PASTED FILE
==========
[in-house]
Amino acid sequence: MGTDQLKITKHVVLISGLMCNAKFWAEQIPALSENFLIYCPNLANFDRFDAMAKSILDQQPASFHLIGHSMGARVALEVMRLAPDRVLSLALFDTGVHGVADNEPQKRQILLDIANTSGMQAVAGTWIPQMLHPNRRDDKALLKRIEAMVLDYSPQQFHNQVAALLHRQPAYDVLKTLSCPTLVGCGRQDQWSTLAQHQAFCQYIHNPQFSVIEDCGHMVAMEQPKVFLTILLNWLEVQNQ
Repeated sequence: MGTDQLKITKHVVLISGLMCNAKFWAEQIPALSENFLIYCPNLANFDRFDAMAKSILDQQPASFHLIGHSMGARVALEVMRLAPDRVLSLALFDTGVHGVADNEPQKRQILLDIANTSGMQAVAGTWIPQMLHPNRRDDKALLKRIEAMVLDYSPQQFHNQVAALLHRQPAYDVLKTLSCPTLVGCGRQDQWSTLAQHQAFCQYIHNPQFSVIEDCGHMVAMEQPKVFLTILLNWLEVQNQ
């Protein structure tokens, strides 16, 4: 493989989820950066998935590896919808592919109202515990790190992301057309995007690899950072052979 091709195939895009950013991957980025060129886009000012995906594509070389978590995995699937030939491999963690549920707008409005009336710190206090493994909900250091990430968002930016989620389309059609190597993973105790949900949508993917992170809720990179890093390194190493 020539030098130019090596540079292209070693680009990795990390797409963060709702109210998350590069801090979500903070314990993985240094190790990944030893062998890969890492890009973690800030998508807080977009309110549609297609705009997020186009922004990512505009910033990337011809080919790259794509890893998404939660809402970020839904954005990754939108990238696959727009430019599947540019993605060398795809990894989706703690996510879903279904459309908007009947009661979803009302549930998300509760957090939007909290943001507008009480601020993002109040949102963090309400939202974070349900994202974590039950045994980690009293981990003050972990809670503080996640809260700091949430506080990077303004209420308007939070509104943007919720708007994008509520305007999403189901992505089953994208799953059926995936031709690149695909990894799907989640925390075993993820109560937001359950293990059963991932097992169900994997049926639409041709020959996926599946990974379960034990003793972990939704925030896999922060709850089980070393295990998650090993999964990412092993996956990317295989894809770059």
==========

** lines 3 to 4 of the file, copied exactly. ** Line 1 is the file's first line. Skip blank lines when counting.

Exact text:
Repeated sequence: MGTDQLKITKHVVLISGLMCNAKFWAEQIPALSENFLIYCPNLANFDRFDAMAKSILDQQPASFHLIGHSMGARVALEVMRLAPDRVLSLALFDTGVHGVADNEPQKRQILLDIANTSGMQAVAGTWIPQMLHPNRRDDKALLKRIEAMVLDYSPQQFHNQVAALLHRQPAYDVLKTLSCPTLVGCGRQDQWSTLAQHQAFCQYIHNPQFSVIEDCGHMVAMEQPKVFLTILLNWLEVQNQ
């Protein structure tokens, strides 16, 4: 493989989820950066998935590896919808592919109202515990790190992301057309995007690899950072052979 091709195939895009950013991957980025060129886009000012995906594509070389978590995995699937030939491999963690549920707008409005009336710190206090493994909900250091990430968002930016989620389309059609190597993973105790949900949508993917992170809720990179890093390194190493 020539030098130019090596540079292209070693680009990795990390797409963060709702109210998350590069801090979500903070314990993985240094190790990944030893062998890969890492890009973690800030998508807080977009309110549609297609705009997020186009922004990512505009910033990337011809080919790259794509890893998404939660809402970020839904954005990754939108990238696959727009430019599947540019993605060398795809990894989706703690996510879903279904459309908007009947009661979803009302549930998300509760957090939007909290943001507008009480601020993002109040949102963090309400939202974070349900994202974590039950045994980690009293981990003050972990809670503080996640809260700091949430506080990077303004209420308007939070509104943007919720708007994008509520305007999403189901992505089953994208799953059926995936031709690149695909990894799907989640925390075993993820109560937001359950293990059963991932097992169900994997049926639409041709020959996926599946990974379960034990003793972990939704925030896999922060709850089980070393295990998650090993999964990412092993996956990317295989894809770059």